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Chilean Collaboration Aims to Find New Targets for the Treatment of Pain

A newly established pain consortium aims to investigate the cellular and molecular basis of pain.

by Lincoln Tracy

31 March 2022

PRF News


A newly established pain consortium aims to investigate the cellular and molecular basis of pain.

Chronic pain, typically defined as pain lasting more than three months, is a public health issue that impacts the lives of millions of people across the world. It is a particularly prominent concern in Chile, with a 2018 study reporting that one-third of the adult population has some form of chronic pain (Vargas et al., 2018).


Having such a high proportion of individuals with pain-related issues presents several challenges for the healthcare system in this South American country. One challenge is the lack of pain-educated healthcare professionals, according to PRF Editorial Board member Margarita Calvo, Pontifica Universidad Católica de Chile, Santiago (see recent PRF interview here).


“There are very few hospitals with pain units or clinics, so most patients end up being managed by a general practitioner [GP], but most GPs have not been trained on how to properly treat patients with chronic pain. Consequently, many people end up on the wrong medication, or not being treated at all,” said Calvo.


Treating chronic pain in Chile is also associated with a high financial cost. With few pain specialists throughout the country, patients often turn to private doctors to find relief. However, the most significant costs related to these people in pain is their need to take time off from work.


Now, a new consortium led by Calvo has been established to address these challenges.


The Millennium Nucleus for the Study of Pain (MiNuSPain) consortium brings together a broad range of researchers and clinicians from five Chilean universities: Pontifica Universidad Católica, Universidad de Chile, Universidad de Santiago, Universidad Católica del Norte, and Universidad de Concepción.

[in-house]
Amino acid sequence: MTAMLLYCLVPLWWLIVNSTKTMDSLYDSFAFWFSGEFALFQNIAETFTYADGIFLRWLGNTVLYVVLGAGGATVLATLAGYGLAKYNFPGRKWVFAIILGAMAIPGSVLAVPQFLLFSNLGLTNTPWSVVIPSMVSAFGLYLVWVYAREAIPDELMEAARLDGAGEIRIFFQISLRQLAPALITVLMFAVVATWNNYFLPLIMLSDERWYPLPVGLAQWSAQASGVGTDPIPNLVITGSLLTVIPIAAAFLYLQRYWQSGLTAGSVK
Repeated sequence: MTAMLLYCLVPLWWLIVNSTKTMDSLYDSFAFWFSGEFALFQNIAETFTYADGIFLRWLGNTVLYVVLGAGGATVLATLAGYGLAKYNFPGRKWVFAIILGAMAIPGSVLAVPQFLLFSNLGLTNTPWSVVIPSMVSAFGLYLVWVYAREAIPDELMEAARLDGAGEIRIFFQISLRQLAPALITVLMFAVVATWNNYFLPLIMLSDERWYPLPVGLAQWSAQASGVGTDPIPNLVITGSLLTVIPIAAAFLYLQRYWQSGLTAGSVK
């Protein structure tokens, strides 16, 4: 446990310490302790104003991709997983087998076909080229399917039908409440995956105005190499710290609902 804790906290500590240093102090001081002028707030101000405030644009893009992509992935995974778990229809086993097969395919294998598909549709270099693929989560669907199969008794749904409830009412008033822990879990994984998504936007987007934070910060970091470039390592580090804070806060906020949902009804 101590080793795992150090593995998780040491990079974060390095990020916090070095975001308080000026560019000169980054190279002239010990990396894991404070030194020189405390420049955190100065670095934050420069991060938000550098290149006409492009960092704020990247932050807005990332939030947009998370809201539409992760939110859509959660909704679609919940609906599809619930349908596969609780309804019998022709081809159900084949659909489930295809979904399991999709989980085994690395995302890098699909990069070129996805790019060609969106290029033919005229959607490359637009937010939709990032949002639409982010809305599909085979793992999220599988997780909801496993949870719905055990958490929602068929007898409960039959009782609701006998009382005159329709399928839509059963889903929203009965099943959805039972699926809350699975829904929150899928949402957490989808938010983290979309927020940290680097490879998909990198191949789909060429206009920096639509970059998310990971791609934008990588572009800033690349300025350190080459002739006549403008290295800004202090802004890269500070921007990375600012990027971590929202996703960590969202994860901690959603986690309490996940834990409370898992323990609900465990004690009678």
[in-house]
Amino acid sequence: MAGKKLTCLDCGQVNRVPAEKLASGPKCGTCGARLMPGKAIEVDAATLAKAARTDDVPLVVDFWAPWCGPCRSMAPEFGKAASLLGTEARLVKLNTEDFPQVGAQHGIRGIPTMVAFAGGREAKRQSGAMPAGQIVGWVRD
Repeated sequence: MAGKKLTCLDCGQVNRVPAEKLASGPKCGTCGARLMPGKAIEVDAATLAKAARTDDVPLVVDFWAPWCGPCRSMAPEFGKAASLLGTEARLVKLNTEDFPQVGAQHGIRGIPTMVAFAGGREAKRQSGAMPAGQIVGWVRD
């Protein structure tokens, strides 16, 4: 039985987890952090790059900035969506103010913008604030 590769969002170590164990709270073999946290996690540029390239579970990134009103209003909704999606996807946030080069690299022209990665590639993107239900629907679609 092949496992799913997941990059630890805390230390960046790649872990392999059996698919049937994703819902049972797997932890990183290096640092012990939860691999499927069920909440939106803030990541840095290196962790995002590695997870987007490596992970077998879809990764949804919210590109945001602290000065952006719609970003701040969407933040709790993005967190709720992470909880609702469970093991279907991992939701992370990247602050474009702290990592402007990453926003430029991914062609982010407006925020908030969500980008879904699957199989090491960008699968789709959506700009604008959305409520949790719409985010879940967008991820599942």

“These five universities are strategically located at different institutions throughout the country,” Calvo explained. “This allows us to incorporate different programs and approaches to our research.”


The consortium hopes to find new targets for the treatment of pain and train the next generation of pain scientists in Chile.


“Each of the principal investigators [in the consortium] works on a different aspect of targeting pain, such as different ion channels or kinases, and we are trying to put all of our knowledge together, share our expertise, and learn from each other’s work,” said Calvo.


PhD students associated with the consortium can undertake rotations in the various labs to learn new skills. As such, these skills can then be taken back to their “home” lab to increase knowledge and capabilities throughout the country.


A key part of the consortium’s funding has been devoted to communicating its research to the public. They are approaching this in a variety of ways, including extensive liaison work with patient groups, pushing to have pain added to medical school curricula in Chile, and creating a series of educational videos for the consortium’s website. There are even plans to implement a national awareness day for chronic pain.